The Obama administration announced yesterday that effective in 60 days, the US will offically suspend all trade privileges with Bangladesh.
The US government is suspending trade privileges and duty-free policies on over 5,000 imports with Bangladesh in an attempt to place more urgency on the country's need for drastic improvements in working conditions, labor rights, and overall factory safety standards in the aftermath of the Rana Plaza incident that claimed over 1,100 lives a few months ago.
Since this tragedy, governments around the world have signed petitions, provided funds for repairs, and are assisting in developing a detailed plan for improving the country's growing infrastructure problems.
The US is the first to take serious action, and the trade suspension means that duty-free benefits that cover some 5,000 products the country exports will be taken offline until standards have been met. Bangladesh's garment exports don't currently receive duty-free status, so the trade suspension is largely symbolic as it does not have a direct effect on the garment industry, but the signals this action sends to other nations and businesses is very strong.
Officials within the Obama Administration have offered Bangladesh a road map for steps it needs to take in order to have trade privileges reinstated. Experts on international trade have said the administration’s decision is a substantial blow to Bangladesh’s reputation as a global apparel supplier. This will place significant pressure on the Bangladesh government to move more quickly to improve factory safety and fix what much of the world views as a violation of worker's rights.
An outright suspension of trade privileges, however brings on many different effects. Here are 10 that you need to be aware of, because they effect everyone both inside and outside of the apparel industry.
1. Bangladesh's reputation permanently damaged
As one of the world's leading global suppliers in many industries, the US suspending trade privileges signals to the rest of the world that these issues will not be taken lightly and serious change is needed in order to restore good relations.
2. Discouraged foreign investment
In the eyes of businesses, any trade suspension calls for a re-evaluation of priorities on where products are sourced from. A trade suspension today could mean further restrictions in the near future, and this has a serious effect on businesses engaged in international trade.
3. Other nations suspending trade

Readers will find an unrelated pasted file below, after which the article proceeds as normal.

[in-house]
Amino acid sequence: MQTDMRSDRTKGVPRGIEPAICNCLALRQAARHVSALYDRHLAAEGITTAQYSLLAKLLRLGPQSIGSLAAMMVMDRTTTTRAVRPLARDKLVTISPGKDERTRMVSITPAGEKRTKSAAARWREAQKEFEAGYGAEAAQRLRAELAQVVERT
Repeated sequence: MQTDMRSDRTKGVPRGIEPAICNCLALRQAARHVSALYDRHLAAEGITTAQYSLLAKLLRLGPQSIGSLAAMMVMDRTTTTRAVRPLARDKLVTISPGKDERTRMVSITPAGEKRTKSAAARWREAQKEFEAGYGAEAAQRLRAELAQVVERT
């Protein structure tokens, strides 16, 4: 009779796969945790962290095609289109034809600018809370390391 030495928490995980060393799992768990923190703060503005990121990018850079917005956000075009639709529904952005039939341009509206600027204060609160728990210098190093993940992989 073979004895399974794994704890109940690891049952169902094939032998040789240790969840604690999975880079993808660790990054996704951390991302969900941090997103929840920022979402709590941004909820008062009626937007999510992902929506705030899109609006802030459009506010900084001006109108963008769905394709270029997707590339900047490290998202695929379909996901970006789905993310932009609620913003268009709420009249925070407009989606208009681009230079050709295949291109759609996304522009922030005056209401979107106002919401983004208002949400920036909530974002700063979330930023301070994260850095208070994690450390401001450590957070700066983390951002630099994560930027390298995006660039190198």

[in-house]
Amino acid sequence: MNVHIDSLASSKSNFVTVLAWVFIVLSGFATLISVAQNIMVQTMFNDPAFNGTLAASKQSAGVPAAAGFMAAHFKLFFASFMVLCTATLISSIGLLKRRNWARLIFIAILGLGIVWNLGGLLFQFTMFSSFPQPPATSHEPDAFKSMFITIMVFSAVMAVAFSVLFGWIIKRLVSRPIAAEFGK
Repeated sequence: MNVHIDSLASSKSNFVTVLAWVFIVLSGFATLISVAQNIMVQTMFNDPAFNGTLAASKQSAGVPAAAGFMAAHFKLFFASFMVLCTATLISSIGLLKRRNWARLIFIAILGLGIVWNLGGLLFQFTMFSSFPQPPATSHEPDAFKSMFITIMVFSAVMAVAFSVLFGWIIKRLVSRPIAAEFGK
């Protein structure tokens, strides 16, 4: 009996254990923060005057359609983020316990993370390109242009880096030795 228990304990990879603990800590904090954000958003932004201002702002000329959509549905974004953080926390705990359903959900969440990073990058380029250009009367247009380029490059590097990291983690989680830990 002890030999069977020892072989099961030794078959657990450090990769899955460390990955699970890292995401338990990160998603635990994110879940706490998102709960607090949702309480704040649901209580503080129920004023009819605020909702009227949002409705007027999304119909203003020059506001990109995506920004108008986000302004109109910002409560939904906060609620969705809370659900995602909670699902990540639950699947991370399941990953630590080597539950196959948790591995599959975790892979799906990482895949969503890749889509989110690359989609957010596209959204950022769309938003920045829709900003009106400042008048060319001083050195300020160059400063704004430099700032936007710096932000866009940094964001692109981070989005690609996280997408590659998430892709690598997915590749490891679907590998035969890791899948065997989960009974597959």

The actions of the US in the world forum often trigger similar responses from other nations. While the US trade suspension has little direct effect on the garment trade for Bangladesh, if the European Union were to follow suit, the suspension of their protective tariffs would be very detrimental to the Bangladesh economy. Europe’s duty-free privileges include Bangladeshi apparel, and Europe buys 60% of the country’s garment exports.
4. Bangladesh economy adversely effected
Lower purchasing levels from foreign companies means less income for Bangladeshi companies in all industries, lower government revenues in the form of taxes, and fewer opportunities for Bangladesh to sell the goods that it produces.
5. Workers in Bangladesh out of jobs
Many industries other than the garment industry will likely be hit with decreased demand for Bangladeshi goods, which may in turn put many people out of work.
6. Higher costs for businesses
With the elimination of protective trade tariffs comes higher costs for corporations that import Bangladeshi goods. Since consumers have very well-formed conceptions as to the value of certain goods, a dramatic increase in price due to a sudden tax increase means that businesses will have to try and absorb more costs.
7. Higher prices for consumers
Shoppers end up paying more for what they want. Think high gas price hikes during the summer. When the cost of goods for a business spikes, these costs are typically passed on to consumers in some form, resulting in higher retail prices.
The actions of the US in suspending the protective trade agreements with Bangladesh is very explicitly intended to warrant swift response from the Bangladeshi government in addressing the alarming concerns within their production facilities. The international community wants working conditions to change for the Bangladesh people. The Bangladesh government claims it is working dilligently to address these concerns and is working with the US and other nations to do so quickly before a landslide effect begins to take place and their status as a global supplier is tarnished forever.
How do you see this playing out in coming months?